Back in 2006, when my partners and I set up Greycroft, every VC we knew insisted on 20% ownership, board seats, and being a “lead investor”. We built Greycroft on the premise that there was a better way to do venture capital that didn’t require arbitrary rules for entrepreneurs.
Venture capital is a long term business, which gives investors an opportunity to build trust and equity over time. For instance, I am still on the board of Collective, which was my first investment at Greycroft in 2007. That was seven years ago. In that span I met my wife, got married, bought a house, had a kid, and had innumerable other life events. And seven years is not unusual in the venture business. As of 2013, the average holding period of a venture-backed company from Series A to IPO was 8.1 years. Some of the sectors we invest in have even longer holding periods, such as IT Services (9.1 years) and Telecom (16.8 years).
Every entrepreneur should stop and consider this point. If you are successful, the person you raise money from may be your partner for your entire career.
With this in mind, my partners and I felt it was wrong to start a relationship based on arbitrary requirements. In particular we always chafed at the notion that an entrepreneur needed to sell 20% of his or her company to a firm that he or she barely knew.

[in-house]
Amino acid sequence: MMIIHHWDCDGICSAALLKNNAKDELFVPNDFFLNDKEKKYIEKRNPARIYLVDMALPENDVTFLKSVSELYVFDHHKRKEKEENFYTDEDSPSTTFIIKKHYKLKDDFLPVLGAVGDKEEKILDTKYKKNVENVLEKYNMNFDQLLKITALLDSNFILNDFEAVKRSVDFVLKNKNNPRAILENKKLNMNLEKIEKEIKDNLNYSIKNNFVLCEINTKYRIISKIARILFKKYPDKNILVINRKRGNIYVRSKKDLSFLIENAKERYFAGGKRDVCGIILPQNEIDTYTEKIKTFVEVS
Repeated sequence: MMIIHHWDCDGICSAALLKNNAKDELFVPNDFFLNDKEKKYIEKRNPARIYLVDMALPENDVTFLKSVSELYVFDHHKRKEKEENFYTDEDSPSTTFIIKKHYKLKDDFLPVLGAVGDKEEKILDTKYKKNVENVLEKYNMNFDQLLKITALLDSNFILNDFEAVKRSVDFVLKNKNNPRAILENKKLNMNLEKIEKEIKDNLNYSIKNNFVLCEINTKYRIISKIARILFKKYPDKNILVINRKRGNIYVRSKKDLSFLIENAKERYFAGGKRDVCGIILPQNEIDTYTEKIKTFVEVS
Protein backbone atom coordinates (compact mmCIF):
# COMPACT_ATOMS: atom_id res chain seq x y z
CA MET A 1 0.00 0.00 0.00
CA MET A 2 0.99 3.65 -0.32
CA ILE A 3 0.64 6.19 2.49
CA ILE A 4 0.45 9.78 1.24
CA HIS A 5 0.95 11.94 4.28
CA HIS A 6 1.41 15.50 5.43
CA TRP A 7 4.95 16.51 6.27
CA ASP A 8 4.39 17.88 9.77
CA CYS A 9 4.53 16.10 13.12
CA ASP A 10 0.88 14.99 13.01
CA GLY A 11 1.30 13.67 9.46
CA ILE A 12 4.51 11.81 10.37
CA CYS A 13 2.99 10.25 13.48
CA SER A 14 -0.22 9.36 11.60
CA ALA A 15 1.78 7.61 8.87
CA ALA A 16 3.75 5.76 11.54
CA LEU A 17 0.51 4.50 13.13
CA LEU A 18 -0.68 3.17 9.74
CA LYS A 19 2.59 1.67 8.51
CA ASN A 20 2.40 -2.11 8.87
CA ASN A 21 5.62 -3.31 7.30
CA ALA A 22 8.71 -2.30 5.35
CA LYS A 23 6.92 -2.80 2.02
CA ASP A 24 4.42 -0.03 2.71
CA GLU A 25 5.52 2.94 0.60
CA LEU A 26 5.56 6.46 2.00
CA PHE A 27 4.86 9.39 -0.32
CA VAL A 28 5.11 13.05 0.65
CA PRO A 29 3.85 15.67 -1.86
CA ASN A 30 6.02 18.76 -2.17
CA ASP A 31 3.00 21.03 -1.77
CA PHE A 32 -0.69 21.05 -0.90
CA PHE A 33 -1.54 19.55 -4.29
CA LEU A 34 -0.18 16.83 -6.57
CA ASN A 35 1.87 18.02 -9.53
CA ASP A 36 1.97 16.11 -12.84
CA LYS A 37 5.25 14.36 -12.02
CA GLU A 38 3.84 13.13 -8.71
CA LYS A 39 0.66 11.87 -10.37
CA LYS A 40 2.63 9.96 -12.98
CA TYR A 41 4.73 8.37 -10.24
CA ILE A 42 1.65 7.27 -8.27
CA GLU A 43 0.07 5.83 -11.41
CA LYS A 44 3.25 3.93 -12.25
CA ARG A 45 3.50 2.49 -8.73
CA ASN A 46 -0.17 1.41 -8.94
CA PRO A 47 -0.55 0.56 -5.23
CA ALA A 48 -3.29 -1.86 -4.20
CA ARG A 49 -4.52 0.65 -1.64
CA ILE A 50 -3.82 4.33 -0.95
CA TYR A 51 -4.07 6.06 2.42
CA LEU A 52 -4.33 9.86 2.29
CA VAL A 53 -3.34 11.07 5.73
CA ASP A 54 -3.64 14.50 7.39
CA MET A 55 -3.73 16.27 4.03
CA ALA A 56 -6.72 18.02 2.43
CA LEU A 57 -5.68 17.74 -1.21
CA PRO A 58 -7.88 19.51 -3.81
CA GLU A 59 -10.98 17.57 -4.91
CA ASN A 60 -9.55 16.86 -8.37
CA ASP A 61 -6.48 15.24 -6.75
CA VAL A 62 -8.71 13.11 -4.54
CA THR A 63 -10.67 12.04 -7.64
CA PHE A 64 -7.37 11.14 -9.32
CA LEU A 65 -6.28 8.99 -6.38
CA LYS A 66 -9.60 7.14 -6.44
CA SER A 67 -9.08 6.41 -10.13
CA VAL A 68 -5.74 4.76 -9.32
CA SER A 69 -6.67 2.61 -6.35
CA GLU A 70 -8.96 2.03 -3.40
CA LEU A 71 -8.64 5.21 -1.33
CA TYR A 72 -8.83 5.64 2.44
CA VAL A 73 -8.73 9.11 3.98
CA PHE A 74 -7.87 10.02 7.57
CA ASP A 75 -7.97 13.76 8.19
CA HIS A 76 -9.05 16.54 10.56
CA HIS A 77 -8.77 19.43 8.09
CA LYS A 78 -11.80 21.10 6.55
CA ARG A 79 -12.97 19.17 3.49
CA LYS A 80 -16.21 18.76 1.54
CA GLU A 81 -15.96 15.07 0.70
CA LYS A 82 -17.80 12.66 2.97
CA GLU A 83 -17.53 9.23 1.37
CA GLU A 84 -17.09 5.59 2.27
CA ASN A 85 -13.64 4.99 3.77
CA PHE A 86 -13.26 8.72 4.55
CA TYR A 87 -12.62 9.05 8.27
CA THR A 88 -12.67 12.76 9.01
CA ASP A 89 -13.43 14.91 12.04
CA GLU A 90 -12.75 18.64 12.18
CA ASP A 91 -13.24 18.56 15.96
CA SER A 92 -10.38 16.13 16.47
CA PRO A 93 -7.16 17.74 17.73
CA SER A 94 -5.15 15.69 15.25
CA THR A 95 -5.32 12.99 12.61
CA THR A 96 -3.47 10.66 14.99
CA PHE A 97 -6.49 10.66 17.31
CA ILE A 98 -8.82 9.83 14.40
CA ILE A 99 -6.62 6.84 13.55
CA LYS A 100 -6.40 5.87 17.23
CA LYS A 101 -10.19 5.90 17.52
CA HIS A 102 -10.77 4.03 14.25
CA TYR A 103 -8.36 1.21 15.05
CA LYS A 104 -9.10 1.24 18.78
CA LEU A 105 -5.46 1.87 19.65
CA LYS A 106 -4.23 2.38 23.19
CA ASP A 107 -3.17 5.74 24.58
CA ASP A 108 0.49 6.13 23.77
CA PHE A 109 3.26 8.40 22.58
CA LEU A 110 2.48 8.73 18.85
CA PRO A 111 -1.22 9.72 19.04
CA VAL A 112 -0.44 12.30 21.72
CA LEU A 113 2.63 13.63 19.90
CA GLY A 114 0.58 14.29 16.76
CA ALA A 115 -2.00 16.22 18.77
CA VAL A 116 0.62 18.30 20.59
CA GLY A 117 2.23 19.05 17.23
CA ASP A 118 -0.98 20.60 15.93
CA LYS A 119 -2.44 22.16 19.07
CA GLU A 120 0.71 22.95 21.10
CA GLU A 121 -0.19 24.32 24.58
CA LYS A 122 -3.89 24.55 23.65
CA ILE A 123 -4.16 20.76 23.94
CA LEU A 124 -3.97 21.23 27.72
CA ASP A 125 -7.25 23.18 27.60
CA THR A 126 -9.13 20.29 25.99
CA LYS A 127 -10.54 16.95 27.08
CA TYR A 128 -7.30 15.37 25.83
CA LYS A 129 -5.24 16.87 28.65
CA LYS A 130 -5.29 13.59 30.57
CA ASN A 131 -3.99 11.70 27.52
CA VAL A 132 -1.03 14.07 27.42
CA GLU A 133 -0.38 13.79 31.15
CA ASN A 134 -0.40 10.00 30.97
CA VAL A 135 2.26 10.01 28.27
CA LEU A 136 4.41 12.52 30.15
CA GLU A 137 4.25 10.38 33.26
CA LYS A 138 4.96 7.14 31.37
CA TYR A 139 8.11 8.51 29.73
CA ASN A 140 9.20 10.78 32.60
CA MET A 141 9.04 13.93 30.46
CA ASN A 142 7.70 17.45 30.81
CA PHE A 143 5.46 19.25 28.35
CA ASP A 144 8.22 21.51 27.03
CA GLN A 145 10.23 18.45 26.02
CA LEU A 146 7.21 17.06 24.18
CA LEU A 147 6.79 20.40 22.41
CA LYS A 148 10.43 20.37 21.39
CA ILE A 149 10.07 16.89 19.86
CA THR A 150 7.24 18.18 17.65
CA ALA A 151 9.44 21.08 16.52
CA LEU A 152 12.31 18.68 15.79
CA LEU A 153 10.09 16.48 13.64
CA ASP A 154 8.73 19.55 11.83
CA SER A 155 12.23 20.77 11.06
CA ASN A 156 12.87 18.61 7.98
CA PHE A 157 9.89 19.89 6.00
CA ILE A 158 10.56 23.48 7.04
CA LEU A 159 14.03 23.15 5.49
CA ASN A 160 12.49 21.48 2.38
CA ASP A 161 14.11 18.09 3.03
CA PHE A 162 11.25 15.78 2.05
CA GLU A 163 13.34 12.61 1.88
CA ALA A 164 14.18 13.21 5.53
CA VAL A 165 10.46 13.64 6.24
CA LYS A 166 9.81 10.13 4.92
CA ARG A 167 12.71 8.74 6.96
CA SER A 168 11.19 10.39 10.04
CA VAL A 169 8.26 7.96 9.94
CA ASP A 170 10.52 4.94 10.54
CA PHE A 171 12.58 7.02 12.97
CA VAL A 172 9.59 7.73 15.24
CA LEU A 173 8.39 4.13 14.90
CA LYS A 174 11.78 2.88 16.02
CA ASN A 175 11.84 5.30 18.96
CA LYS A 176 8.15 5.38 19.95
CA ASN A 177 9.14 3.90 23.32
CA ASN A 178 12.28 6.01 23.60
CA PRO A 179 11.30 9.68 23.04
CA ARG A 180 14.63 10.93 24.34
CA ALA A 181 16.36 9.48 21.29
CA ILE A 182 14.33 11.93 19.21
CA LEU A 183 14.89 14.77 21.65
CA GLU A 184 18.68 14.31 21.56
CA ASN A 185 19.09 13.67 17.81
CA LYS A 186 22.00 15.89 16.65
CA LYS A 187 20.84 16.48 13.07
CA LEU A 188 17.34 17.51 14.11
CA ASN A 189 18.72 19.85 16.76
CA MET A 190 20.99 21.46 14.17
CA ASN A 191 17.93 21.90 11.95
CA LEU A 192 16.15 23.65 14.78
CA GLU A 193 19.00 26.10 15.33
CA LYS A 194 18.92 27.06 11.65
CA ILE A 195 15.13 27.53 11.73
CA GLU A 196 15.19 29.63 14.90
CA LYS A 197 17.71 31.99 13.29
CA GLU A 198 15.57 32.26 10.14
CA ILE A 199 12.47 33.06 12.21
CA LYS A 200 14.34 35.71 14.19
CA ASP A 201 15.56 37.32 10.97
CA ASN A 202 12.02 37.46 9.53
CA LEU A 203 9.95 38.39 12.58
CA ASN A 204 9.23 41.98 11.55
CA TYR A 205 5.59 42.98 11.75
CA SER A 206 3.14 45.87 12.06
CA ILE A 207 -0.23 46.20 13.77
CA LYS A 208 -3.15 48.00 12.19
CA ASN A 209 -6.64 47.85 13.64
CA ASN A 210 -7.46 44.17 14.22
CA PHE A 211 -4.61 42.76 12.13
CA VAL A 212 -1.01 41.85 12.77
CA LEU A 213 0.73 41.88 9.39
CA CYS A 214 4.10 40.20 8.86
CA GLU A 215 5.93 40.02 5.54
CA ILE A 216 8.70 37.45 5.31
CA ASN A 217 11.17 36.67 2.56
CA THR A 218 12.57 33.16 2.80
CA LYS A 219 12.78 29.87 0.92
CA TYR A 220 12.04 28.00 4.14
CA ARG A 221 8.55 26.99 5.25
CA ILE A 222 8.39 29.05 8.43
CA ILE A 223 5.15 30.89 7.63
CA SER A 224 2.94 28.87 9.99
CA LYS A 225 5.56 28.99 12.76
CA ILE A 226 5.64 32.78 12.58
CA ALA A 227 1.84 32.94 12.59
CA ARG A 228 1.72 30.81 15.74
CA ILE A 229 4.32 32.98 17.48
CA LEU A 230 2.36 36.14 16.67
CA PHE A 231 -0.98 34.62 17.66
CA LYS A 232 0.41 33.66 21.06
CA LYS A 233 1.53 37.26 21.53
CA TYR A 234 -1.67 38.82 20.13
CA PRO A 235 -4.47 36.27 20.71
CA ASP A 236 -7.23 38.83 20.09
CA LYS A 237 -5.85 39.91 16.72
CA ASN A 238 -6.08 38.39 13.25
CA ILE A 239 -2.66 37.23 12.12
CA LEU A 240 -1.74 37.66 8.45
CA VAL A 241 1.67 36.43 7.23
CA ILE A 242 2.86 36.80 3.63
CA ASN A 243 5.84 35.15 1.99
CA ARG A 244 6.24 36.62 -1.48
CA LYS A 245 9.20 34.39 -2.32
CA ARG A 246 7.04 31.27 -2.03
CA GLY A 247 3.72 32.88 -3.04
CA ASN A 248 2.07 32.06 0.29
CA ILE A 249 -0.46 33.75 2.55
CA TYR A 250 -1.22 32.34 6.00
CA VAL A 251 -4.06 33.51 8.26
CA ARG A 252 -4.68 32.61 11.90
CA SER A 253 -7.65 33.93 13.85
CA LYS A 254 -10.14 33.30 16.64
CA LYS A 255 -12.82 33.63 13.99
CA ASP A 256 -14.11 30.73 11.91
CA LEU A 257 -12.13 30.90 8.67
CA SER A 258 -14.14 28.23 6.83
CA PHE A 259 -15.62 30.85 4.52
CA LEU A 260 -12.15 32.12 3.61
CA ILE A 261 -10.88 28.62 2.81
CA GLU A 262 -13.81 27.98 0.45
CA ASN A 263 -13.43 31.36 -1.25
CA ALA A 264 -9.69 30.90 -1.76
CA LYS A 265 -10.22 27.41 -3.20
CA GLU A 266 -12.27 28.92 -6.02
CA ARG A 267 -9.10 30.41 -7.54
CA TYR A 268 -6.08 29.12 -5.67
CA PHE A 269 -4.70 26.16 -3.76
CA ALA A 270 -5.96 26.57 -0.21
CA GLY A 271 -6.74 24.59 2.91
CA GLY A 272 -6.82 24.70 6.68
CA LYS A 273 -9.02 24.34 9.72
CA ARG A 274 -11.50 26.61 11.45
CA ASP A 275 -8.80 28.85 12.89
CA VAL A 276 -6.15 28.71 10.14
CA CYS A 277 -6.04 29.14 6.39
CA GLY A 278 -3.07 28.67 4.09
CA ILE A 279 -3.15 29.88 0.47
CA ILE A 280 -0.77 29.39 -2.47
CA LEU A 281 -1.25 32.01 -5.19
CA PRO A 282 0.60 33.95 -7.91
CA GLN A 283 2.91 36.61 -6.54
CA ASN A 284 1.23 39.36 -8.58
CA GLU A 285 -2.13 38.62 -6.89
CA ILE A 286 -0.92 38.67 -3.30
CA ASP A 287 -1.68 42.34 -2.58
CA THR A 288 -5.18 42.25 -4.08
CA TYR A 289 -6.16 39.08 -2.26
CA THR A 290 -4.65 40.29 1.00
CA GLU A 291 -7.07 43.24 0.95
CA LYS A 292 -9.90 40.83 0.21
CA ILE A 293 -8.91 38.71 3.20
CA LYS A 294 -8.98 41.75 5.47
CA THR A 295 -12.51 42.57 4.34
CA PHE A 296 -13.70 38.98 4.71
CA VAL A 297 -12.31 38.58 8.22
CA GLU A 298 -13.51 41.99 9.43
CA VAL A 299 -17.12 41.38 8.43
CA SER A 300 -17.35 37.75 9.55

So we came up with a different model. Instead of insisting on 20% at the beginning, we decided to syndicate every investment and focus on proving our value over time to entrepreneurs. And instead of Greycroft insisting on board seats, we decided to only take board seats when an entrepreneur insisted on having us.
This may seem like a small change, but it puts the onus on us to perform. In order to build a meaningful position in a company we must become an entrepreneur’s best partner. If we do that, entrepreneurs make room for us in secondary investments and follow-on investments, which allows us to build up ownership over time.
A lot has changed in the eight years since we started Greycroft, but to this day we are the only firm I know with this strategy. And it has worked for us time and again. We were originally a small investor in Buddy Media, owning just over 4% of the company, and when we sold the company four years later we were the second largest shareholder. It was a similar story at Vizu, Pulse, Maker, Babble, Extreme Reach, M5 Networks, and a number of other successful investments.